According to importers, the most significant problem to the availability of Moroccan tomatoes is down to flooding, cold temperatures and cancelled ferries.
Across the UK a wide range of fresh produce has suffered a major dent to its tomato supply due to challenging growing conditions and logistical problems in Spain and Morocco. Supermarkets have seen empty shelves and where stock is available, items are being rationed to ensure a fair supply to those who need it, and with inflated prices.
In Morocco, growers and suppliers have had to contend with a perfect storm of cold temperatures, heavy rain, flooding, and cancelled ferries over the past month. A combination of these has seriously affected the volume of fruit reaching Britain.
Tomato supply from Britain’s other major winter source, Spain, has also been badly affected by the weather. Tomato volumes from Almeria in weeks 5-7 were down 22 per cent on last year.
As a result, pictures have been circulating of empty supermarket shelves, and food service and catering businesses have had to settle for reduced deliveries as wholesalers try to spread out the limited supply.
To further complicate the matter, Moroccan producers are contending with the emergence of tomato pathogen ToBRV, which has seriously affected tomato yields in a number of countries over recent years.
‘A perfect storm’
Production problems in Morocco began in January with unusually cold night-time temperatures that affected tomato ripening.
These production issues were made worse by ferry cancellations due to bad weather between 9 and 12 February. This led to long tailbacks of vehicles trying to cross from the Port of Tangier in Morocco to the Port of Algeciras in Spain and once heavy rain came down a week later which caused flooding in the Souss Valley near Agadir, the country’s tomato heartland things went from bad to worse. This also resulted to more ferries to Spain being cancelled on 17 February.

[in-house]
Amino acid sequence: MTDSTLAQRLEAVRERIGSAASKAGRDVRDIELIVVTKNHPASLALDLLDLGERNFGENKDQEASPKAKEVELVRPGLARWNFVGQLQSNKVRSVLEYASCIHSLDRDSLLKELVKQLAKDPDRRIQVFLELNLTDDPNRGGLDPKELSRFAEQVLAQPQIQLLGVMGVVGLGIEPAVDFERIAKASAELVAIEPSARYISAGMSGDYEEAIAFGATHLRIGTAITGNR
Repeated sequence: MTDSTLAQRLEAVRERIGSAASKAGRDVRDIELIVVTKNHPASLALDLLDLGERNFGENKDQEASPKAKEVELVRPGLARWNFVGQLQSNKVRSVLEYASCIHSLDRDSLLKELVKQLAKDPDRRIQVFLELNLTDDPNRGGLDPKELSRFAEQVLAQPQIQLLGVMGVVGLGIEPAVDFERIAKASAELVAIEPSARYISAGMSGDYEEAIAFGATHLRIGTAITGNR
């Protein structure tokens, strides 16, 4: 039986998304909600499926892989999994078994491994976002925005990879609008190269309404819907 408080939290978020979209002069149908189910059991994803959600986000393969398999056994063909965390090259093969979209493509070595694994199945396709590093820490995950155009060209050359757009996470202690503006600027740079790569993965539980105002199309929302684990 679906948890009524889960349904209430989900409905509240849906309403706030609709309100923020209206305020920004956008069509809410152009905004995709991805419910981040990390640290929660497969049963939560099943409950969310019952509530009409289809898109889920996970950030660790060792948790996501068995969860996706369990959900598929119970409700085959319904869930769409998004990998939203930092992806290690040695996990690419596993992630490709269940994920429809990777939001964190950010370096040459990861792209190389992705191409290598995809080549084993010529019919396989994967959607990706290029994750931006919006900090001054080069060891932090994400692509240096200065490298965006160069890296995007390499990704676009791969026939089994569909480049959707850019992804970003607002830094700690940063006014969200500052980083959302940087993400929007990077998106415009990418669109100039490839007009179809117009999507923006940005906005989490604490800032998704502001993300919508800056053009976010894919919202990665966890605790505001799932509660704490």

There are rumours that the Moroccan government are helping growers mitigate future climate risk by investing in tomato production in the city of Dakhla, where temperatures are more regular and reliable than in Agadir, particularly during January and February. But reports suggest this project could take several years to start having an impact.
Frustratingly, the short term outlook remains somewhat unclear. The weather looks better over the coming weeks but there is a backlog to iron these complications out and return to normal.
Since this article being published, the boards of Apefel, the Moroccan association of fruit and vegetable producers and exporters, and Amcom, the Moroccan association of vegetable packers, have provided an update on the situation in the country.
“As a natural consequence, the daily harvest has dropped sharply, resulting in shortening the supply capacity of packing stations and provisions of the local Moroccan market, as well as markets abroad,” a statement read. “This situation has induced intense pressure from consumers on both sides of the Mediterranean.
“One energetic action has already been taken by preventing opportunistic exporting activities encouraged by high sales prices in some destinations. This type of business is of a nature to perturb the normal flow of merchandise. Only packing stations backed by their production are allowed to export, at least at this period of shortage.”
Both associations reiterated their desire to ensure that the situation was only temporary and ensured huge efforts were being made to balance domestic needs and the engagements of growers overseas.
“We remain optimistic as we advance in the season toward more mild temperatures and increased production to return to a normal situation,” the statement continued. “Our aim and principal objective is to remain as reliable an origin as we are.”